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SprintRay: Enhancing Dental Healthcare Through 3D Printing

SprintRay: Enhancing Dental Healthcare Through 3D Printing
SprintRay Apex 3D-printed dentures. (Credit: SprintRay)

In recent years, the evolution of 3D printing has transformed the way dental procedures are conducted. As this cutting-edge technology develops, it is paving the way for innovative solutions, helping to deliver improved outcomes for both dentists and patients.

3D printing—also known as additive manufacturing—involves the creation of three-dimensional objects, layer by layer, from a digital design. The dental industry has a very strong use case for 3D printing, which is more economical, scalable, customizable, and clinically beneficial to what came before. 

From the first 3D printed dental applications—such as orthodontic models, implant dentistry and fixed restorations applications—we are now seeing huge advancements in end-use applications, such as dentures and aligners. On the back of these growing applications, the value of the global dental 3D printing market is expected to reach $8.84 billion by 2028, up from $2.1 billion in 2021. 

Innovative Solutions

Founded in 2014, California-based SprintRay is a technology company that builds end-to-end 3D printing ecosystems for dental professionals, with a workflow-driven portfolio of design solutions, materials and printing ecosystems that are designed to maximize the efficiency of dental clinics. 

Over the past two years, the dedicated team of chemists and engineers at SprintRay’s BioMaterial Innovation Lab have been at the forefront of developing new formulations and enhancing proprietary manufacturing techniques. These efforts have paved the way for the next generation of high-quality, 3D-printed dental appliances.

The ProS-SG Platform (Credit: Sprintray)
The SprintRay ProS-SG Platform. (Credit: SprintRay)

SprintRay’s BioMaterial Innovation Lab recently launched a suite of cutting-edge products. These innovations, including the NanoCure post-curing device, NightGuard Flex 2, NightGuard Firm 2, Apex Base and Apex Teeth resins, represent a significant leap forward in the realm of dental 3D printing technology.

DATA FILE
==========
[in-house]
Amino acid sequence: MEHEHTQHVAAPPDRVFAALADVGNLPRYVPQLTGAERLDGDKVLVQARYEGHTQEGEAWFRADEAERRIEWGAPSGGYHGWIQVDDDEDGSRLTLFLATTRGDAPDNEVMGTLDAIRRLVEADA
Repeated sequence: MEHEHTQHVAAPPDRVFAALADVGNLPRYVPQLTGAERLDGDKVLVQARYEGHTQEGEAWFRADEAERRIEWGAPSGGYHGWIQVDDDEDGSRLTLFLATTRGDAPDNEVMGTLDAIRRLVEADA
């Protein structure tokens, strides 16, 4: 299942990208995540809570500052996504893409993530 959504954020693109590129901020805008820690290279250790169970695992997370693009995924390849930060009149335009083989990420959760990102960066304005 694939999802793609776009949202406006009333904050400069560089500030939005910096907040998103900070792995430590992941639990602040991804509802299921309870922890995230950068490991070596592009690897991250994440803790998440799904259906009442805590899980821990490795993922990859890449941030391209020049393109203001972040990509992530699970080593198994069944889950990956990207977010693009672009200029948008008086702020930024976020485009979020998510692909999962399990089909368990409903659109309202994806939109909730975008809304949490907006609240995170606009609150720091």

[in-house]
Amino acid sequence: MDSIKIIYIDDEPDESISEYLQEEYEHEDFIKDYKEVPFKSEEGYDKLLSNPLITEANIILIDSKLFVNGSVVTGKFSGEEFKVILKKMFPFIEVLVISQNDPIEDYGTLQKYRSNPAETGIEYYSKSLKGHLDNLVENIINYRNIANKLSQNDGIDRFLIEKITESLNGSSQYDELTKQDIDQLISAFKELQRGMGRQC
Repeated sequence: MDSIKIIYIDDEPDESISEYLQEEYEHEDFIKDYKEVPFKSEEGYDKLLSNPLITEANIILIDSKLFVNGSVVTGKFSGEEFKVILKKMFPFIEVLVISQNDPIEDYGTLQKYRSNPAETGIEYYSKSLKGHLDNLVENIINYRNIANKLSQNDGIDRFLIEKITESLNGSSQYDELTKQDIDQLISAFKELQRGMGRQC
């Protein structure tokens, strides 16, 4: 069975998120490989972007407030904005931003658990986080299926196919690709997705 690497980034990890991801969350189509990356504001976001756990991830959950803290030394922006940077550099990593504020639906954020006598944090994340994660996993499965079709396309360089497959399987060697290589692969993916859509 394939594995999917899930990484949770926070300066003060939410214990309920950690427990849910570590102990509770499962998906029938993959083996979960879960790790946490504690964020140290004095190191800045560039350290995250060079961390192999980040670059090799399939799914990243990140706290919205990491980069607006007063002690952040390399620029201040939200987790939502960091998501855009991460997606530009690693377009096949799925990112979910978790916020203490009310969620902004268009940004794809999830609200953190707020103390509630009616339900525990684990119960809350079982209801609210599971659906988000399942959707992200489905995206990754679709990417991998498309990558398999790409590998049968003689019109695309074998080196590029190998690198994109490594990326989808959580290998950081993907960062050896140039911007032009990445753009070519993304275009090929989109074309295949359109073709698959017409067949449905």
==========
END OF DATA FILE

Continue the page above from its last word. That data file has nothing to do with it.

To ensure 3D-printed dental parts are fully biocompatible, they must undergo full polymerization, which involves exposing them to UV light. Without this post-curing step, monomers and oligomers can detach from the part and find their way into the body, creating health risks. Properly cured 3D printed parts also have mechanical properties far superior to those that are improperly cured.  

With a compact design and intuitive touchscreen interface, SprintRay’s NanoCure boasts unparalleled speed, reliability and efficiency. It can cure 3D-printed dental models in just two minutes, employing an innovative, dual-wavelength LED curing process. SprintRay CEO and co-founder Amir Mansouri explained:

“This optimizes the physical properties of the printed parts. One curing wavelength sets the outside of a part before the second wavelength cures the part completely.”

The Sprintray nightguards (Credit: Sprintray)
The SprintRay NightGuards. (Credit: SprintRay)

The Sprintray nightguards (Credit: Sprintray)
The Sprintray nightguards (Credit: Sprintray)

Today, dentures are arguably the biggest opportunity for 3D printing in dentistry, with only a fraction produced additively at the present time. The labor cost of a digital denture, particularly if it can be produced in a single monolithic, full-color piece, is much lower than traditional methods.

SprintRay’s NightGuard Flex 2 and NightGuard Firm 2 are second-generation biocompatible resins. Suited to the 3D printing of flexible night guards in less than an hour, they offer improved durability and patient comfort compared to their predecessors. The company’s new denture resins—Apex Base and Apex Teeth—also boast new formulas, with ceramic filler providing high fracture and wear resistance and dentures now offered in a range of shades and enhanced translucency.

Enhanced Dental Healthcare

SprintRay’s new curing device and resins will increase the efficiency and the quality of 3D-printed dental workflows.  Amir Mansouri said:

“The ability to provide patients with precisely tailored solutions enhances treatment outcomes and patient satisfaction. One of the main challenges facing the dental industry today is the lack of skilled laboratory technicians. 

3D printing is not only quicker and more precise, it reduces labour requirements significantly. Within five years I see 50% of the dental market adopting 3D printing technology.”

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